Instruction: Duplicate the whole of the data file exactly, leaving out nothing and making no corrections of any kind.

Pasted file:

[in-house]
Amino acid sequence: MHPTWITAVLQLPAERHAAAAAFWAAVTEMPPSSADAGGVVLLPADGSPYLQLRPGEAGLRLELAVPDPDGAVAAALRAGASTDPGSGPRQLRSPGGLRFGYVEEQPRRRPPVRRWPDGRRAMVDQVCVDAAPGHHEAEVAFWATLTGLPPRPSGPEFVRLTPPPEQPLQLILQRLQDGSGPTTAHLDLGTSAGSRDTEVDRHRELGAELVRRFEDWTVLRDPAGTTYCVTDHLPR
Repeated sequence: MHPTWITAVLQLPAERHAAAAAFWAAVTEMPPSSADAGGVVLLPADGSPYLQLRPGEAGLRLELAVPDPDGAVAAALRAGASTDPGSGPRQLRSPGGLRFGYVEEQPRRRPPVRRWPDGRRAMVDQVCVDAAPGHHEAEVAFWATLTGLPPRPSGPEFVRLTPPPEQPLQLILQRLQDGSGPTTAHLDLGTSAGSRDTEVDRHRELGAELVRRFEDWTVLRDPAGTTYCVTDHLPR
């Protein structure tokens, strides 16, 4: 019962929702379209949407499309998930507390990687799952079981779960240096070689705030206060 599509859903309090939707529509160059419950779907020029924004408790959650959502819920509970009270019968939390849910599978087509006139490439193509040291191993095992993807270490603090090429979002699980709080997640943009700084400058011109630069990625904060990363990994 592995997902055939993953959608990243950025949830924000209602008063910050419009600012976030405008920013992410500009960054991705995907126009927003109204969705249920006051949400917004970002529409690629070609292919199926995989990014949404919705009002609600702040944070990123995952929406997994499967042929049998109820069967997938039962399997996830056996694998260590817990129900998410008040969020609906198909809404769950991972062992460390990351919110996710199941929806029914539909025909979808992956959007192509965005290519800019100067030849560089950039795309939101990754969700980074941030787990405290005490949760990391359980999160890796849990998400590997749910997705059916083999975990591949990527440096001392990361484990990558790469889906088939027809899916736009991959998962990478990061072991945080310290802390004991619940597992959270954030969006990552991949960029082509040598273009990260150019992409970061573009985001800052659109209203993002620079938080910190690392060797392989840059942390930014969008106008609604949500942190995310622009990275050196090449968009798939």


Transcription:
[in-house]
Amino acid sequence: MHPTWITAVLQLPAERHAAAAAFWAAVTEMPPSSADAGGVVLLPADGSPYLQLRPGEAGLRLELAVPDPDGAVAAALRAGASTDPGSGPRQLRSPGGLRFGYVEEQPRRRPPVRRWPDGRRAMVDQVCVDAAPGHHEAEVAFWATLTGLPPRPSGPEFVRLTPPPEQPLQLILQRLQDGSGPTTAHLDLGTSAGSRDTEVDRHRELGAELVRRFEDWTVLRDPAGTTYCVTDHLPR
Repeated sequence: MHPTWITAVLQLPAERHAAAAAFWAAVTEMPPSSADAGGVVLLPADGSPYLQLRPGEAGLRLELAVPDPDGAVAAALRAGASTDPGSGPRQLRSPGGLRFGYVEEQPRRRPPVRRWPDGRRAMVDQVCVDAAPGHHEAEVAFWATLTGLPPRPSGPEFVRLTPPPEQPLQLILQRLQDGSGPTTAHLDLGTSAGSRDTEVDRHRELGAELVRRFEDWTVLRDPAGTTYCVTDHLPR
């Protein structure tokens, strides 16, 4: 019962929702379209949407499309998930507390990687799952079981779960240096070689705030206060 599509859903309090939707529509160059419950779907020029924004408790959650959502819920509970009270019968939390849910599978087509006139490439193509040291191993095992993807270490603090090429979002699980709080997640943009700084400058011109630069990625904060990363990994 592995997902055939993953959608990243950025949830924000209602008063910050419009600012976030405008920013992410500009960054991705995907126009927003109204969705249920006051949400917004970002529409690629070609292919199926995989990014949404919705009002609600702040944070990123995952929406997994499967042929049998109820069967997938039962399997996830056996694998260590817990129900998410008040969020609906198909809404769950991972062992460390990351919110996710199941929806029914539909025909979808992956959007192509965005290519800019100067030849560089950039795309939101990754969700980074941030787990405290005490949760990391359980999160890796849990998400590997749910997705059916083999975990591949990527440096001392990361484990990558790469889906088939027809899916736009991959998962990478990061072991945080310290802390004991619940597992959270954030969006990552991949960029082509040598273009990260150019992409970061573009985001800052659109209203993002620079938080910190690392060797392989840059942390930014969008106008609604949500942190995310622009990275050196090449968009798939």